Tony Blair said last month that if the food industry did not agree to limit junk food advertisements by 2007 he would bring in mandatory rules, but he has said that before and more than once. Besides, why not bring them in straight away? His government has persistently ignored the demands of the Commons health select committee for a traffic light system of food labelling, enabling shoppers to make informed choices.
England’s chief medical officer warned in this year’s annual report that public health budgets were being raided to deal with deficits. That is the reality behind government talk of raising public awareness.
I have never been convinced that government health education has any effect. Despite the “five-a-day” campaign, only a quarter of people in England eat vegetables every day. About half of overweight men are in denial; they don’t see themselves as overweight, according to the report.
There is nothing complicated about being thin. Being fat is usually the result of eating too much junk food and taking too little exercise. Being thin means eating much less food, avoiding junk food altogether and taking exercise every day. It may be that nothing can be done about the plague of obesity; there is a growing epidemic in Europe and worldwide. Perhaps affluence is a disease to which only the fortunate few are immune. But if anything could be done about it, it would have to be radical.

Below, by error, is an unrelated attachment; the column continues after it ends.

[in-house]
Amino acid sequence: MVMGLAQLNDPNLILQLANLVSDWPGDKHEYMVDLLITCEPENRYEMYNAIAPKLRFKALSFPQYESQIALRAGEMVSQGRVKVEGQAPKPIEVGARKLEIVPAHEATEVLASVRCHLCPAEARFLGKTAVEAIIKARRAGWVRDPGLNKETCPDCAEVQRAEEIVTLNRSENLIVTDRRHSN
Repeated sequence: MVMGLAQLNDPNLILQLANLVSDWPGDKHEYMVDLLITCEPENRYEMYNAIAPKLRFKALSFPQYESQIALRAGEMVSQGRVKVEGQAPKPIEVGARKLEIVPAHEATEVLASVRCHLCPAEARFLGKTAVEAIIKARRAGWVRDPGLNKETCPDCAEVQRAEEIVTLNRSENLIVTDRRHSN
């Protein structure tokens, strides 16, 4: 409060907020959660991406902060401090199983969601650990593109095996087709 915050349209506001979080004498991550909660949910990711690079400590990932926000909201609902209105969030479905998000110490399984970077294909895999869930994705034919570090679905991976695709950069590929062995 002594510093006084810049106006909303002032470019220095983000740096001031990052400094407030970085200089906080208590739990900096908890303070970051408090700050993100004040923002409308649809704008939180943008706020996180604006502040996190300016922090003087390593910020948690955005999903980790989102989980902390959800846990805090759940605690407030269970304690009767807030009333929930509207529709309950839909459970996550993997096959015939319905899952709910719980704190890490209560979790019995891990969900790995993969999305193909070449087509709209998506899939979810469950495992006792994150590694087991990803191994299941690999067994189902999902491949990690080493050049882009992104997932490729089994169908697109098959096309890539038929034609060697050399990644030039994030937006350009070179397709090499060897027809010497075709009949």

Nobody who craves cheap comfort food will willingly give it up. But if over-processed, over-refined food and junk food were to become expensive while healthy fresh food became cheap — the opposite of the case today — people would be forced to eat well. This could be done through taxes or subsidies. Alternatively, you could ration unhealthy food.
There could be a public campaign against fattening food, just as there was against smoking, aimed at making everyone ashamed of consuming anything naughty but nice. I am just as greedy as anyone else but I have come to think of cakes, biscuits, crisps, sweets, white bread and puddings as more or less toxic. Foods like this should have health warnings — “cake can kill”. They are not just unnecessary, empty calories; they interfere with your blood sugar levels, affect your appetite and your mood; they may even induce food addiction. The same applies to alcohol: more than a modest amount makes you fat, interferes with your mood and is often addictive.
Just as there would need to be financial incentives to eat well, there should also be inducements to take exercise. The cost should be subsidised or declarable against tax. Employers should be required to give workers time off to go to the gym or jog. We could imitate the Japanese and have mass group exercises at work every day.
And that is the problem. Obesity, one of the trials of affluence, can be solved only, if at all, by the kind of interventionism that has been discredited by the failure of socialism. Liberty is indivisible; it belongs to the ignorant and the low paid just as much as to anyone else. Perhaps obesity is one of the many prices of liberty. Fat is a freedom issue.